This is an internet legend.
Originally Posted by Diapositivo
There actually ARE distinct grains (and those are called "grains"; "graininess" is the non-numberable entity resulting in from having grains); those work as the light-sensitive "sensors" in the film. There is a simple explanation; unlike pixels in a digital sensor, these grains exist in a very random three-dimensional matrix with a thickness comparable to 10-30 grains. Therefore, when you look at the finished product under a transmission microscope, you see a composite image of these grains overlapping. (In addition, most BW developers dissolve grains together and change their shape.)
The grains are just so small (in the range of 0.1 - 2 Ám or so!) that you need an electron microscope to see them clearly; so this is an another reason, normal visible light cannot render sharp images of grains and they are blurred. And, finally, you have to remove the grains from the thick emulsion for microscopy if you want to see them separately. See the attached image --- image courtesy Robert L. Shanebrook, Making Kodak Film, 2010 Recommended reading!
So, the original question is perfectly valid, and I can see it would be quite fun to talk about giga- or teragrains to a digital megapixel person . In larger formats than 135, I bet it would quickly become petagrains.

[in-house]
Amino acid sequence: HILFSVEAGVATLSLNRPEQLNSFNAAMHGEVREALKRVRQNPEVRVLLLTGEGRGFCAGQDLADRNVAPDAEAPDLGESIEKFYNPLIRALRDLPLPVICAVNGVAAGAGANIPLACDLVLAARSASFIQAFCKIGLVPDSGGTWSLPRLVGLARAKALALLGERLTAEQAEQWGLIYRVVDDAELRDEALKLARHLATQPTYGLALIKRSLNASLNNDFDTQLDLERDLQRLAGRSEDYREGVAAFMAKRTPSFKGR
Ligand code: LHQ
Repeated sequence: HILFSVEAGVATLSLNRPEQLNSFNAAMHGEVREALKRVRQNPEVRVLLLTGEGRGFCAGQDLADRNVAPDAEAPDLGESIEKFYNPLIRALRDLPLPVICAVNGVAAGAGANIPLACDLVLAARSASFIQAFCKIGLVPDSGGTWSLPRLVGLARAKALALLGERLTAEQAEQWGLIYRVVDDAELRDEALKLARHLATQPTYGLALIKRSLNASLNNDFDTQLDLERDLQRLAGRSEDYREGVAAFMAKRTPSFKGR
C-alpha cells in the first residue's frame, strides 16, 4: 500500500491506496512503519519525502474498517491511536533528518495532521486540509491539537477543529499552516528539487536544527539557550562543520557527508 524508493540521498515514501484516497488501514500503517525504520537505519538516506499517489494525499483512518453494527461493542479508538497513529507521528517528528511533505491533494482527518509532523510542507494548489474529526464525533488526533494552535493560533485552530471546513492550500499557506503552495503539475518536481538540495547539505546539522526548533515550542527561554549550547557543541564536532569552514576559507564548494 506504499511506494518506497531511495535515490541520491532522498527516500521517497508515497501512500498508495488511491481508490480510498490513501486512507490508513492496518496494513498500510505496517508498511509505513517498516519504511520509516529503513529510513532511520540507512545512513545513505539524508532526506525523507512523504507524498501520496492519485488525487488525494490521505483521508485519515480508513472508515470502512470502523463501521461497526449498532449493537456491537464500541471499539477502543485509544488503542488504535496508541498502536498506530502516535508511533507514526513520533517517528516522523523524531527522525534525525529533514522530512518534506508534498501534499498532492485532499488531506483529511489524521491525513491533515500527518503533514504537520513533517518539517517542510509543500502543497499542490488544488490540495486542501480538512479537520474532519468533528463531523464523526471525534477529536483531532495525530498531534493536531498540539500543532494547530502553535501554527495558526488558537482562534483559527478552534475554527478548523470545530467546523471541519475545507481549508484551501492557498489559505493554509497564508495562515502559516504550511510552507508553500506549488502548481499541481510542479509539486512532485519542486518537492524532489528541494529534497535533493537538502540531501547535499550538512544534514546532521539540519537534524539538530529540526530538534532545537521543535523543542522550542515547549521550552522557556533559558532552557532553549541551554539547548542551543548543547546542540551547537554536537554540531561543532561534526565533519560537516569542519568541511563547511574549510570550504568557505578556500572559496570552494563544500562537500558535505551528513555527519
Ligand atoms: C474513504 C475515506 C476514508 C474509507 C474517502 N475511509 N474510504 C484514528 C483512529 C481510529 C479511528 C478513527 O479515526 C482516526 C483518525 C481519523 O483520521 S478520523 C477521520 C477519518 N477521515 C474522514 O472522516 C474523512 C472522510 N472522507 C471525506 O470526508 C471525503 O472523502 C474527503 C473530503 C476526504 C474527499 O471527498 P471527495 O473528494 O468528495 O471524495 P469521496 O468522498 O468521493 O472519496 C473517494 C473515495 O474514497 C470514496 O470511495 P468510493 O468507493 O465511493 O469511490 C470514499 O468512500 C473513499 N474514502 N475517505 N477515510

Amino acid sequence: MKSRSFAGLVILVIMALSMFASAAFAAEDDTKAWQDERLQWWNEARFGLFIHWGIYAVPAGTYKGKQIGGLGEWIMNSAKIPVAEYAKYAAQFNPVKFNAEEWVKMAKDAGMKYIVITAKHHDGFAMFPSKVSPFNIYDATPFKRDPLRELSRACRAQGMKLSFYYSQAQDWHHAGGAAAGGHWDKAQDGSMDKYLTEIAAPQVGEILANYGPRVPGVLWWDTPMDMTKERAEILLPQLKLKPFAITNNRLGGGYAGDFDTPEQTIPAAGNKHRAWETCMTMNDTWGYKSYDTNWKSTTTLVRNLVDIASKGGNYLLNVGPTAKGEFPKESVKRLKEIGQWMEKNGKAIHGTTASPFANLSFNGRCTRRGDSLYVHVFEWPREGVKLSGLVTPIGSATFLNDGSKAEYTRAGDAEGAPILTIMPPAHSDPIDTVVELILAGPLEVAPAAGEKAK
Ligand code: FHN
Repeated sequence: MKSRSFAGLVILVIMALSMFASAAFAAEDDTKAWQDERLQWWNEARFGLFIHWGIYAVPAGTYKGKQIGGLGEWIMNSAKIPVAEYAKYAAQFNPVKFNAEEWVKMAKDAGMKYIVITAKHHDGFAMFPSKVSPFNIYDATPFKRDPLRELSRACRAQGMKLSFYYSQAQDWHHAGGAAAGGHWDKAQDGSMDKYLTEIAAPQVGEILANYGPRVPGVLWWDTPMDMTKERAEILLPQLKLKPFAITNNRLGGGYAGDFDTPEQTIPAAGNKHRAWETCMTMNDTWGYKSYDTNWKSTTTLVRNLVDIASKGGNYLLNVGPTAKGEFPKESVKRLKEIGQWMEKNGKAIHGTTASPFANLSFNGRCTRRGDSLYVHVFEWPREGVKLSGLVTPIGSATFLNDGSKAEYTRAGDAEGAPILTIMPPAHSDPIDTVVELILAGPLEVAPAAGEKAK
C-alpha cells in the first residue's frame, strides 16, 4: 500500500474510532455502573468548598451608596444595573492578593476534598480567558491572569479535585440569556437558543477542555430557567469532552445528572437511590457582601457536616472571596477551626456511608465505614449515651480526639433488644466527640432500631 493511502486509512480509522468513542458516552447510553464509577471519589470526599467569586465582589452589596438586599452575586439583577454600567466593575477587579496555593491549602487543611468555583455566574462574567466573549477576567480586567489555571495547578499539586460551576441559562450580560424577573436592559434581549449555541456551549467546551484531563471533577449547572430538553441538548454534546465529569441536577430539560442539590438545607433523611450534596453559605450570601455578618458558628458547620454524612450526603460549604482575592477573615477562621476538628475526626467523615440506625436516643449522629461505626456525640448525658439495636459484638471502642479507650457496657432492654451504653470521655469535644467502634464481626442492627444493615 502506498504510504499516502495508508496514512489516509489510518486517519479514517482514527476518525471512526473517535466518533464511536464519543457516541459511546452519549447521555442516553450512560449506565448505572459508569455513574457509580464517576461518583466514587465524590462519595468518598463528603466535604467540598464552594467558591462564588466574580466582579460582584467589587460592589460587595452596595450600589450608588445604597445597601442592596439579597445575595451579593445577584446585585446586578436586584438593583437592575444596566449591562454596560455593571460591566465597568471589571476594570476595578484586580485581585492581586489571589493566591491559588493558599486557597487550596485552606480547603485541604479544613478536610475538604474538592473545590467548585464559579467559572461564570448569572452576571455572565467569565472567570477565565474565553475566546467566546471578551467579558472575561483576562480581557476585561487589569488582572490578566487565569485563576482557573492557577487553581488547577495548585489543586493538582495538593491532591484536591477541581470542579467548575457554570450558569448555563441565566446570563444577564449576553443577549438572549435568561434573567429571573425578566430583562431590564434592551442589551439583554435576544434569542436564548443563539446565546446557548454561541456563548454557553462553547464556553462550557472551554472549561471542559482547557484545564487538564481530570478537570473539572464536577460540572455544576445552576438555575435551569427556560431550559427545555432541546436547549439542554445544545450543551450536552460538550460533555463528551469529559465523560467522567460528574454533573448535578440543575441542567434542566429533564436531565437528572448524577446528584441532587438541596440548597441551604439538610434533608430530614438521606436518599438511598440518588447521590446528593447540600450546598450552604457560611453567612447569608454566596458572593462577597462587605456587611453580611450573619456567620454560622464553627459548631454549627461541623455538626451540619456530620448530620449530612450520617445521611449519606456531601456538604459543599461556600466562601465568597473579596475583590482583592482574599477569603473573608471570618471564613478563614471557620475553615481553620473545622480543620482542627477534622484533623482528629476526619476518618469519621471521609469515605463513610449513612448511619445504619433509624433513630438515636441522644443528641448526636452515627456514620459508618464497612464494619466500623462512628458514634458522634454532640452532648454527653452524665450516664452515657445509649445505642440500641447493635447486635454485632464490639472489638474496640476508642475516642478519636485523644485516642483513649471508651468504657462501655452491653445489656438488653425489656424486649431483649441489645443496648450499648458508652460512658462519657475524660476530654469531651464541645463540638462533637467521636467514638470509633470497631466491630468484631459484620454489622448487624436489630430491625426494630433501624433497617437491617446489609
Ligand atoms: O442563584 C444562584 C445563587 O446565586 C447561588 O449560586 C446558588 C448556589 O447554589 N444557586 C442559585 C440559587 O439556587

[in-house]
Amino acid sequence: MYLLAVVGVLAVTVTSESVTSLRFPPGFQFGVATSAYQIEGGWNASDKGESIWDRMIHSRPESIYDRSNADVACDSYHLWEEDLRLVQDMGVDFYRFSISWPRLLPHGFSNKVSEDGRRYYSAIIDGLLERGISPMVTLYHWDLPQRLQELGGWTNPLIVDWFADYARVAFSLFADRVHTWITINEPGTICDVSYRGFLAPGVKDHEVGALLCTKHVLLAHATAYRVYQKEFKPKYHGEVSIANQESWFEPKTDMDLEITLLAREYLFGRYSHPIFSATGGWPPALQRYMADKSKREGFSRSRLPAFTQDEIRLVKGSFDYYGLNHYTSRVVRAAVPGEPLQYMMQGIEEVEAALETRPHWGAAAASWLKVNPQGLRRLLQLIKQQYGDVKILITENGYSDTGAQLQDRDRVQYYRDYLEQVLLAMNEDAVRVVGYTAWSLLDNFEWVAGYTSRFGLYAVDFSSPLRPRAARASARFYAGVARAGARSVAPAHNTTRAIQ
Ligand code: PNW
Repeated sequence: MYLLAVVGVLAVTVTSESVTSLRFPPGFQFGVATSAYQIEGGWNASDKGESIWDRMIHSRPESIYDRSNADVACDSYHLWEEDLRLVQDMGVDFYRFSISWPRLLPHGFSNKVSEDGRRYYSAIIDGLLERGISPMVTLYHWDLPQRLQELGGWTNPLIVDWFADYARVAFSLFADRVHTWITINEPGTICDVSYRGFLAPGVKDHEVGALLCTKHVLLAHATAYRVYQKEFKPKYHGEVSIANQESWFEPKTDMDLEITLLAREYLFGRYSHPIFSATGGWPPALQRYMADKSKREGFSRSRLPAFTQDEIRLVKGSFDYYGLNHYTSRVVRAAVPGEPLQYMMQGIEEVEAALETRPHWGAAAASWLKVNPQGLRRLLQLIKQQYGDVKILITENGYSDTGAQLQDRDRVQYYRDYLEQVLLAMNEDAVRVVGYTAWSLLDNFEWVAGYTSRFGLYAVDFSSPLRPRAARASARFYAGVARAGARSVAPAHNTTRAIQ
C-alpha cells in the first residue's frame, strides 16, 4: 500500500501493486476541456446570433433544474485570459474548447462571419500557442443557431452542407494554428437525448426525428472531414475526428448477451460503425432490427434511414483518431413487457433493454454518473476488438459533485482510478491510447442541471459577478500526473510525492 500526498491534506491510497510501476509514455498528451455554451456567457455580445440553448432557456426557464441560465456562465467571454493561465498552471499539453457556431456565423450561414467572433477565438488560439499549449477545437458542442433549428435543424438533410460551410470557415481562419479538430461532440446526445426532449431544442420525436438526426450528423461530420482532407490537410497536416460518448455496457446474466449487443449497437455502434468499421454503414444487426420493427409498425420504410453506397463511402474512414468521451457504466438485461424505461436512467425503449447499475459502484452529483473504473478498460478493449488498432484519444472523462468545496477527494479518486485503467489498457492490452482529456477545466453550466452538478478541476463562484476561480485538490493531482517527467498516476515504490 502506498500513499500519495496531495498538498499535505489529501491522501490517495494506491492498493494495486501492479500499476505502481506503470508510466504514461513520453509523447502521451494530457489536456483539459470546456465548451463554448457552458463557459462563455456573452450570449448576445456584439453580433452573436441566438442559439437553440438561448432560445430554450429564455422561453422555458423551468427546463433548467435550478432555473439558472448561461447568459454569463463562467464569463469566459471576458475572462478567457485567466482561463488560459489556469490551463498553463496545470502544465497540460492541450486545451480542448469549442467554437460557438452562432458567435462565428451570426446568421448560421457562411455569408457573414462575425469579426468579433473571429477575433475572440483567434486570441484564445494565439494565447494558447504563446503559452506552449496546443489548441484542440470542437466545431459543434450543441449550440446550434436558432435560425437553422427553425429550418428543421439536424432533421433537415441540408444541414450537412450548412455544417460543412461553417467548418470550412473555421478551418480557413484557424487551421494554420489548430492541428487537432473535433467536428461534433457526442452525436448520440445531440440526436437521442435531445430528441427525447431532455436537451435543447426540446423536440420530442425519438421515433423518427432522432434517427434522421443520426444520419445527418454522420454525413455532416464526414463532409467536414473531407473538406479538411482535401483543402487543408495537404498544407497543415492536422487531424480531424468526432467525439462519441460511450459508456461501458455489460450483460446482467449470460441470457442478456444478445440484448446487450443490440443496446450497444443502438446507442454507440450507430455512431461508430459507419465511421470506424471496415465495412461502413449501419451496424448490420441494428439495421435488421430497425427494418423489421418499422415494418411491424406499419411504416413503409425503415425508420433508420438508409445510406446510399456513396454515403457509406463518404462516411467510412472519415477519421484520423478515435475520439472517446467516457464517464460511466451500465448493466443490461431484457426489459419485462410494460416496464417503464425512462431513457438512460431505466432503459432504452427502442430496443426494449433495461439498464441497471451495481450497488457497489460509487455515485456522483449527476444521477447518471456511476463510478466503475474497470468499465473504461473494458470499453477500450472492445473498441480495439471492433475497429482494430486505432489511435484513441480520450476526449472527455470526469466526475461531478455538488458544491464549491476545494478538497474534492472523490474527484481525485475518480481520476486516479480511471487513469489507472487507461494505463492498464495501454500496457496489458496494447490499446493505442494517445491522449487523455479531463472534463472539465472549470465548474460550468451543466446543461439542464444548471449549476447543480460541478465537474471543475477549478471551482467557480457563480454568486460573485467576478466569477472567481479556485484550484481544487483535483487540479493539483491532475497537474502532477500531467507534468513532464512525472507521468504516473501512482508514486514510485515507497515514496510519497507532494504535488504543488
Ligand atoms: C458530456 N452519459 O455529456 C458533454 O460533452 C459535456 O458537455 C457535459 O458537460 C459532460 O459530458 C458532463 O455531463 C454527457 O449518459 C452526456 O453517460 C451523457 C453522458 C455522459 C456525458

The number will be truly huge, because in film, a single grain works along with hundreds of others to form smooth gradation. (Although, contrary to an another internet legend, a single grain is NOT limited to on/off state but can develop partially. Still, the development is an amplification process with a factor in the range of 1000000, so that for a really smooth gradation, a high number of active development centers (or spots of latent image; a few Ag atoms) is needed, and this happens in multiple grains.)
What would be the way to count the number of grains? First approximate their size distribution (e.g. from electron micrograph), then create a simple mathematical model for their weight, and use some known amount of silver in the film?
Last edited by hrst; 05-16-2012 at 01:01 AM. Click to view previous post history.